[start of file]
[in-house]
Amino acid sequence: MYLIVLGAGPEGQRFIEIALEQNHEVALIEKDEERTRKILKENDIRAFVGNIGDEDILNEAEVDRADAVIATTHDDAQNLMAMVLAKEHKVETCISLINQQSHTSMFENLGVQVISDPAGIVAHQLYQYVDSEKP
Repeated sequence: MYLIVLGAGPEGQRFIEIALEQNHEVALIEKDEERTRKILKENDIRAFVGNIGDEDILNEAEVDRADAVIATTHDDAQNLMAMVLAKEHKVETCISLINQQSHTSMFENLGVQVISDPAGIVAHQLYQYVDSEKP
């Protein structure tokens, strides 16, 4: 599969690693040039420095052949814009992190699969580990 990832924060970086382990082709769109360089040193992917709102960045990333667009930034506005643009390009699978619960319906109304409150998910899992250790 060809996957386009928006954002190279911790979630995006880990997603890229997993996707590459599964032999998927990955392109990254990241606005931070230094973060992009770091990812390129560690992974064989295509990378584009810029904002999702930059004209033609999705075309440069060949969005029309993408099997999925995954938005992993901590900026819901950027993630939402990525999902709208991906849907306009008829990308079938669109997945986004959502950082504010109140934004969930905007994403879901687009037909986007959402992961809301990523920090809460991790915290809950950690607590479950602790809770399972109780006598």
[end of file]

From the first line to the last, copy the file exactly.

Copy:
[in-house]
Amino acid sequence: MYLIVLGAGPEGQRFIEIALEQNHEVALIEKDEERTRKILKENDIRAFVGNIGDEDILNEAEVDRADAVIATTHDDAQNLMAMVLAKEHKVETCISLINQQSHTSMFENLGVQVISDPAGIVAHQLYQYVDSEKP
Repeated sequence: MYLIVLGAGPEGQRFIEIALEQNHEVALIEKDEERTRKILKENDIRAFVGNIGDEDILNEAEVDRADAVIATTHDDAQNLMAMVLAKEHKVETCISLINQQSHTSMFENLGVQVISDPAGIVAHQLYQYVDSEKP
């Protein structure tokens, strides 16, 4: 599969690693040039420095052949814009992190699969580990 990832924060970086382990082709769109360089040193992917709102960045990333667009930034506005643009390009699978619960319906109304409150998910899992250790 060809996957386009928006954002190279911790979630995006880990997603890229997993996707590459599964032999998927990955392109990254990241606005931070230094973060992009770091990812390129560690992974064989295509990378584009810029904002999702930059004209033609999705075309440069060949969005029309993408099997999925995954938005992993901590900026819901950027993630939402990525999902709208991906849907306009008829990308079938669109997945986004959502950082504010109140934004969930905007994403879901687009037909986007959402992961809301990523920090809460991790915290809950950690607590479950602790809770399972109780006598």